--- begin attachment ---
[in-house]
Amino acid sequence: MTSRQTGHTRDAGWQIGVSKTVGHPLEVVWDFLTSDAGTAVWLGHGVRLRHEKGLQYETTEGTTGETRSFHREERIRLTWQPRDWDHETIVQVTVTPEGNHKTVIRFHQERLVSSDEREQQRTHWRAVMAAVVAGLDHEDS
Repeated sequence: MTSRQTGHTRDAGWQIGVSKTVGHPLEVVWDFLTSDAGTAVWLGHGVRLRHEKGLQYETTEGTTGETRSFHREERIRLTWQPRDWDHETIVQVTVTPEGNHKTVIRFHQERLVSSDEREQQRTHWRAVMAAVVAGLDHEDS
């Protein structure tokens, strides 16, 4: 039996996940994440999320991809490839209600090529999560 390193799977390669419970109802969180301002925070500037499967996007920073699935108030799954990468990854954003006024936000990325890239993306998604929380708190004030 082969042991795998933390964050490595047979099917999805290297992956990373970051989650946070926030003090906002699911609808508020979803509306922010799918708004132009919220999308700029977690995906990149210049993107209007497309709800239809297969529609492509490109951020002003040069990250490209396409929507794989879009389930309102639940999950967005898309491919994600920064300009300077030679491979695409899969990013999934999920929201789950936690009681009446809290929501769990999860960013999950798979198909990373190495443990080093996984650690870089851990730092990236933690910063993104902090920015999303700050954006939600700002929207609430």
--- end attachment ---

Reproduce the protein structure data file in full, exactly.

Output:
[in-house]
Amino acid sequence: MTSRQTGHTRDAGWQIGVSKTVGHPLEVVWDFLTSDAGTAVWLGHGVRLRHEKGLQYETTEGTTGETRSFHREERIRLTWQPRDWDHETIVQVTVTPEGNHKTVIRFHQERLVSSDEREQQRTHWRAVMAAVVAGLDHEDS
Repeated sequence: MTSRQTGHTRDAGWQIGVSKTVGHPLEVVWDFLTSDAGTAVWLGHGVRLRHEKGLQYETTEGTTGETRSFHREERIRLTWQPRDWDHETIVQVTVTPEGNHKTVIRFHQERLVSSDEREQQRTHWRAVMAAVVAGLDHEDS
């Protein structure tokens, strides 16, 4: 039996996940994440999320991809490839209600090529999560 390193799977390669419970109802969180301002925070500037499967996007920073699935108030799954990468990854954003006024936000990325890239993306998604929380708190004030 082969042991795998933390964050490595047979099917999805290297992956990373970051989650946070926030003090906002699911609808508020979803509306922010799918708004132009919220999308700029977690995906990149210049993107209007497309709800239809297969529609492509490109951020002003040069990250490209396409929507794989879009389930309102639940999950967005898309491919994600920064300009300077030679491979695409899969990013999934999920929201789950936690009681009446809290929501769990999860960013999950798979198909990373190495443990080093996984650690870089851990730092990236933690910063993104902090920015999303700050954006939600700002929207609430």